4.3. Teleoperation Scenario

During the application-based testing, users in all test cases successfully completed the given task. In 100% of cases with surprise obstacle the mediation algorithm activated the NN-based obstacle avoidance, while in 47% of cases with no surprise obstacles the fuzzy mediation activated obstacle avoidance. This, in our view, highlights the need for inclusion of such a safety mechanism (possibly fine-tuned by a teleoperator) in teleoperation, since with even one large obstacle (as was the case here) users did not manage to complete the task without the danger of damaging either the robot or the obstacle. It should, however, be noted that in 23% of all cases when mediator transferred the control to obstacle avoidance, the robot did not hit the obstacle but did slightly brush against it. This is an indication that additional work is needed in adaptive mediator parameter adjustment as well as improving the obstacle avoidance algorithm (possibly training it to react at larger distances than 1 m, as was the case and/or implementing in-place rotation). Another worthwhile remark, recorded during test subjects’ post measurement interviews, is that test subject were not always sure (especially in cases when control was not fully transferred to obstacle avoidance) if the robot is in obstacle avoidance or is it simply an issue in communication/lag. Thus they suggested including a graphical user interface (or even tactile feedback) indicating when and how strongly did fuzzy mediator transfer control to obstacle avoidance (or any other controller for that matter).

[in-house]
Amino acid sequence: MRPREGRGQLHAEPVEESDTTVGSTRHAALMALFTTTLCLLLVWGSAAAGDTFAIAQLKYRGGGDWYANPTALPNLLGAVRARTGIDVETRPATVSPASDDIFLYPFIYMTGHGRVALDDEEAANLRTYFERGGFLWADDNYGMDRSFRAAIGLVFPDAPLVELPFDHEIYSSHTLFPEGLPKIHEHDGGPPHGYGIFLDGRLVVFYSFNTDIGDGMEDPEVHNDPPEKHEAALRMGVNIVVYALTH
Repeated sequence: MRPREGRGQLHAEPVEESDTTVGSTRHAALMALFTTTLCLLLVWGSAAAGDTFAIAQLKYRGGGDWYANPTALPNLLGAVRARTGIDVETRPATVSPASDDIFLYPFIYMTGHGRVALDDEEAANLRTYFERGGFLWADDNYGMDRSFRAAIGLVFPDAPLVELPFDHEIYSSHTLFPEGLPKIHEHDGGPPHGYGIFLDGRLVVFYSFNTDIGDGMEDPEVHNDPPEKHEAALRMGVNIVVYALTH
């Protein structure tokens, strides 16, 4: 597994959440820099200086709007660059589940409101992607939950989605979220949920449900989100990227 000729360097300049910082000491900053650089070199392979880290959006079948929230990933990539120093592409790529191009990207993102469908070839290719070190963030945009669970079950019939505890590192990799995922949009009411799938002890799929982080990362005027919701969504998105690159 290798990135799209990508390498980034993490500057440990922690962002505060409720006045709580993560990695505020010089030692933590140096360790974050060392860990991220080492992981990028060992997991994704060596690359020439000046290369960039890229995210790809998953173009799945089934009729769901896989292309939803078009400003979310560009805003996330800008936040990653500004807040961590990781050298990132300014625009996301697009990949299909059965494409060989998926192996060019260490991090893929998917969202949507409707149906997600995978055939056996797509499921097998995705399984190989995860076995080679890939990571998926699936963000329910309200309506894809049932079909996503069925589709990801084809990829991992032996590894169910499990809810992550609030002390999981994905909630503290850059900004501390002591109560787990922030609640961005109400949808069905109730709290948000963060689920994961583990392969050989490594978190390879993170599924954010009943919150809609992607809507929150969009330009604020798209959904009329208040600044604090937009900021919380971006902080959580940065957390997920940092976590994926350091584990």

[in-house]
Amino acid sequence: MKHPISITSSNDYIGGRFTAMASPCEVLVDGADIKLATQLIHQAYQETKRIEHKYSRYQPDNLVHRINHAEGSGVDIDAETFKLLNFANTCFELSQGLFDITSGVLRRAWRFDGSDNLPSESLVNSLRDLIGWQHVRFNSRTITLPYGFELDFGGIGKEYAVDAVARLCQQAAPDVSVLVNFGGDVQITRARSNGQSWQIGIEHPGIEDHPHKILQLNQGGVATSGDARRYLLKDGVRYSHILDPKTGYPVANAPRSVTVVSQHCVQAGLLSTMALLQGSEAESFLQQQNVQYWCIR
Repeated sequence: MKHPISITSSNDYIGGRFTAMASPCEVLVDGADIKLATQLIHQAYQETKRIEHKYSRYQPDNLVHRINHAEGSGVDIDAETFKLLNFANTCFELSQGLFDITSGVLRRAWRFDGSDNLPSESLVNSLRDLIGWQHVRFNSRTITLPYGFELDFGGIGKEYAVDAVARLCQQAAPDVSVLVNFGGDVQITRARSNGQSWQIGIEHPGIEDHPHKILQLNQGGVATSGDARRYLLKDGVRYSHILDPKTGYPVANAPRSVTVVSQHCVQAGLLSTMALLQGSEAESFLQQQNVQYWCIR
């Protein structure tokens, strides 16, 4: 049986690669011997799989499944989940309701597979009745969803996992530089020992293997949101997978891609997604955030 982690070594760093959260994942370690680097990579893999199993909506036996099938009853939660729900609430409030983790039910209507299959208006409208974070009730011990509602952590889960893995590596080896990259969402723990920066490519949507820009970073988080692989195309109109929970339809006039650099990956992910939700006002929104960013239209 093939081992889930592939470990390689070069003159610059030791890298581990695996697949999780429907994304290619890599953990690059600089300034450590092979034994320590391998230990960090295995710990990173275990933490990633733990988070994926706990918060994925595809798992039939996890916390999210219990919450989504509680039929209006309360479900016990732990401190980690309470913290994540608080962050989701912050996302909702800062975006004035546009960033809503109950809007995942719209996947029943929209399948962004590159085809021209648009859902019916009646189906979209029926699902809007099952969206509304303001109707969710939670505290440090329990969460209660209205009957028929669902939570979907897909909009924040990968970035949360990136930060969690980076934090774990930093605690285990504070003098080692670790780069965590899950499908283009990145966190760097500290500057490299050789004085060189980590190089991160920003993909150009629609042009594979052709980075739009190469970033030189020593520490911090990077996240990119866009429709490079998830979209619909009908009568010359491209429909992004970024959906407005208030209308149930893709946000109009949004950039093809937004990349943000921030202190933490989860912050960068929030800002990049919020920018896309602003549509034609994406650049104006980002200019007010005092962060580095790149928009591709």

Looking at the responses for the first two questions of the mini-survey which test subject completed after finishing the experiment, the following results were obtained. For the question Did you feel in full control during the teleoperation? the mean response had a value of 66.4 with standard deviation of 11.0 (where 0 represents “I was not in a full control.” response, and 100 “I was in a full control.” response, while 50 represented neutral response). For the question Do you feel that automatic obstacle avoidance through mediation helped you during teleoperation? the mean response had a value of 66.0 with a standard deviation of 15.1 (where 0 represented “I strongly feel it did not.” response, and 100 “It strongly feel it did.” response, while 50 represented neutral response). Finally for the third question Was completing the required task easier with or without the mediation? 8 out of 9 test subjects (89%) felt that the task completion was easier with the mediation.